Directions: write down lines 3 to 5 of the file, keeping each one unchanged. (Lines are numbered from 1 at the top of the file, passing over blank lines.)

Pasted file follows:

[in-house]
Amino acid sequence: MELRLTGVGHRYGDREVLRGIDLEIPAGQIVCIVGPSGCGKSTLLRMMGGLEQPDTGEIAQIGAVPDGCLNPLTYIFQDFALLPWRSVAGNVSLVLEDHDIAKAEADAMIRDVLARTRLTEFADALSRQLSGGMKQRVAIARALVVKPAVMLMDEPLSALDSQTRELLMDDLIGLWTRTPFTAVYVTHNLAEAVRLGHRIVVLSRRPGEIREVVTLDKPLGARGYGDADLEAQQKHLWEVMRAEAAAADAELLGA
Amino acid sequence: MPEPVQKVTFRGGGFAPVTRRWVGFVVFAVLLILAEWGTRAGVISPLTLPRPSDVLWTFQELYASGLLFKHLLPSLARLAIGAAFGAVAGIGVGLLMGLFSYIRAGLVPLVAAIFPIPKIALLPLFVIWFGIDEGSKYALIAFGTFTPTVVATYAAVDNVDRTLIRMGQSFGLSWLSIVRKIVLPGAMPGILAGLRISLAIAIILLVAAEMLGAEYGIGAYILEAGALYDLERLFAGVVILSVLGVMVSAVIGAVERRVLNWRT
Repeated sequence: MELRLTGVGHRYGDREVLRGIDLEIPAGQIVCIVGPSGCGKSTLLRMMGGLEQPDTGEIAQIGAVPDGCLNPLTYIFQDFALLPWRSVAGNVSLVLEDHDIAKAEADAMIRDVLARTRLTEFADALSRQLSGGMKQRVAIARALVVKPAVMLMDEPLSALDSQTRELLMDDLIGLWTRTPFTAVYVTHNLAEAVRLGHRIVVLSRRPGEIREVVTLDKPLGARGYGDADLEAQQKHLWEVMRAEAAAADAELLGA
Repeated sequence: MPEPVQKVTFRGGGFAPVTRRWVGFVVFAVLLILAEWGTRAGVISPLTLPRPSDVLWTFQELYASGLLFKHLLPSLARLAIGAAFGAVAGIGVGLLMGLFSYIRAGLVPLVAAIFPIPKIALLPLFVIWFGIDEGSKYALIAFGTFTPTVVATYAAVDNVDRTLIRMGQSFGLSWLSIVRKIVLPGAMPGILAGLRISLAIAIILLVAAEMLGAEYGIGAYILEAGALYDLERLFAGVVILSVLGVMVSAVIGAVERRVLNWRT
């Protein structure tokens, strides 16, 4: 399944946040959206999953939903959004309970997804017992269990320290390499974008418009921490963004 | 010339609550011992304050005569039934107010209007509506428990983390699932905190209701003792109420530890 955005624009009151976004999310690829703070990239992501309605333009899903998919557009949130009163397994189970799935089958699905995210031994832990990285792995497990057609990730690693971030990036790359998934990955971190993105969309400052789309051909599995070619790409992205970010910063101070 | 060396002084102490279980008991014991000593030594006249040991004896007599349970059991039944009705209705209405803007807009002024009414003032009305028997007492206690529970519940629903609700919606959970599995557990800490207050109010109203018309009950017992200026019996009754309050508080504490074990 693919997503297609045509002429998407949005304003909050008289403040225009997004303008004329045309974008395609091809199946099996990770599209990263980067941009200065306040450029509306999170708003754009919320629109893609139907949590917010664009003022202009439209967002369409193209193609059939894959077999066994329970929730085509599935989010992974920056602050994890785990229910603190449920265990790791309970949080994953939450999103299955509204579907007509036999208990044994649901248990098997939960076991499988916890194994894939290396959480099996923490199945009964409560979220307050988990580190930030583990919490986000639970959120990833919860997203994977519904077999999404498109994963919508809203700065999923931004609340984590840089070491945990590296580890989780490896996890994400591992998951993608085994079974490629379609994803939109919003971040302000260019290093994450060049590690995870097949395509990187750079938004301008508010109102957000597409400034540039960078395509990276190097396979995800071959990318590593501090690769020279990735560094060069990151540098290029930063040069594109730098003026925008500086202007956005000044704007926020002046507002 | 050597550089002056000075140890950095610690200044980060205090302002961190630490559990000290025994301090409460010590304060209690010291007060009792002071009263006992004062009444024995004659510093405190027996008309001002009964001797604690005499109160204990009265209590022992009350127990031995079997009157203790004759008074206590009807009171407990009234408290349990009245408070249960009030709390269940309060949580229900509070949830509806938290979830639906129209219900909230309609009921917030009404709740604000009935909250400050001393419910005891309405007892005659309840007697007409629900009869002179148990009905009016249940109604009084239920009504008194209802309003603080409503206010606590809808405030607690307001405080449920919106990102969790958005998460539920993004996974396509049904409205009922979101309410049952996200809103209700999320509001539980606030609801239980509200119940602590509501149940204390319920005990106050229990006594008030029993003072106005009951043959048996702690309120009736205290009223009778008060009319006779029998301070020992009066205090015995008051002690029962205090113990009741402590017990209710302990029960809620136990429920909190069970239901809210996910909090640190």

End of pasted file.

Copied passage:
Amino acid sequence: MPEPVQKVTFRGGGFAPVTRRWVGFVVFAVLLILAEWGTRAGVISPLTLPRPSDVLWTFQELYASGLLFKHLLPSLARLAIGAAFGAVAGIGVGLLMGLFSYIRAGLVPLVAAIFPIPKIALLPLFVIWFGIDEGSKYALIAFGTFTPTVVATYAAVDNVDRTLIRMGQSFGLSWLSIVRKIVLPGAMPGILAGLRISLAIAIILLVAAEMLGAEYGIGAYILEAGALYDLERLFAGVVILSVLGVMVSAVIGAVERRVLNWRT
Repeated sequence: MELRLTGVGHRYGDREVLRGIDLEIPAGQIVCIVGPSGCGKSTLLRMMGGLEQPDTGEIAQIGAVPDGCLNPLTYIFQDFALLPWRSVAGNVSLVLEDHDIAKAEADAMIRDVLARTRLTEFADALSRQLSGGMKQRVAIARALVVKPAVMLMDEPLSALDSQTRELLMDDLIGLWTRTPFTAVYVTHNLAEAVRLGHRIVVLSRRPGEIREVVTLDKPLGARGYGDADLEAQQKHLWEVMRAEAAAADAELLGA
Repeated sequence: MPEPVQKVTFRGGGFAPVTRRWVGFVVFAVLLILAEWGTRAGVISPLTLPRPSDVLWTFQELYASGLLFKHLLPSLARLAIGAAFGAVAGIGVGLLMGLFSYIRAGLVPLVAAIFPIPKIALLPLFVIWFGIDEGSKYALIAFGTFTPTVVATYAAVDNVDRTLIRMGQSFGLSWLSIVRKIVLPGAMPGILAGLRISLAIAIILLVAAEMLGAEYGIGAYILEAGALYDLERLFAGVVILSVLGVMVSAVIGAVERRVLNWRT